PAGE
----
Our high school democracy workshops allow students to vote in a school election simulation and see the power of a ballot, from casting to counting, while building civic knowledge and skills that will empower them for years to come.
With over 10 years experience working and volunteering with young people, Daniel's mission is to empower the next generation with skills and experiences to make their world better.
Daniel has been a facilitator at the National Leadership Forum, National Leadership Camp and Mitchell Youth Leadership Forum, as well as RYPEN 9685 Summer Camp, where he is Deputy Director.
Previously, he was a champion university debater and co-founded Speaking Schools Australasia and helped established the Pathfinder study mentoring program at Art of Smart Education. He serves on the board of the Rotary Club of Beecroft.
Young Australians are the least engaged in their democracy.
One 2020 poll found that large majorities of young Australians (18-29 years) could not name a politician who had a positive impact that year (67 per cent) or any political achievement (58 per cent). These responses significantly underperformed Australians over 50 years, which reached 39 per cent and 43 per cent respectively.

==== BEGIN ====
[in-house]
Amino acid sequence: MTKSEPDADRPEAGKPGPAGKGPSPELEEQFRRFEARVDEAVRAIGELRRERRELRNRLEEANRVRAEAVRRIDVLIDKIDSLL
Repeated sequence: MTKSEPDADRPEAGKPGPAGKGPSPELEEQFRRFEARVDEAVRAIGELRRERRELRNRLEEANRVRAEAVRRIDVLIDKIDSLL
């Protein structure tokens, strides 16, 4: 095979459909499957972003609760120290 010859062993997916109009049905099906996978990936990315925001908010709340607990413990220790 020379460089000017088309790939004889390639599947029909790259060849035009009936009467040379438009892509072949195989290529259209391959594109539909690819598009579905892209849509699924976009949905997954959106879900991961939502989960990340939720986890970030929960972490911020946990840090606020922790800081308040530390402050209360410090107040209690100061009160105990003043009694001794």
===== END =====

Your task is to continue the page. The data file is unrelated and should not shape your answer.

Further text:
Voter turnout in the 2019 federal election fell to the lowest level since compulsory voting was introduced in the 1920s. The main factor was low turnout in the youngest electorates, including the seats of Melbourne, Sydney, Brisbane, Perth and Adelaide. In several seats, the missing voters could have altered the result.
In the most recent national civics and citizenship assessment, conducted by the Australian Curriculum Assessment and Reporting Authority in 2019, just 38 per cent of Year 10 students demonstrated a proficient level of knowledge across topics including democracy and Australia’s system of government, citizens’ rights and legal obligations, and national values.
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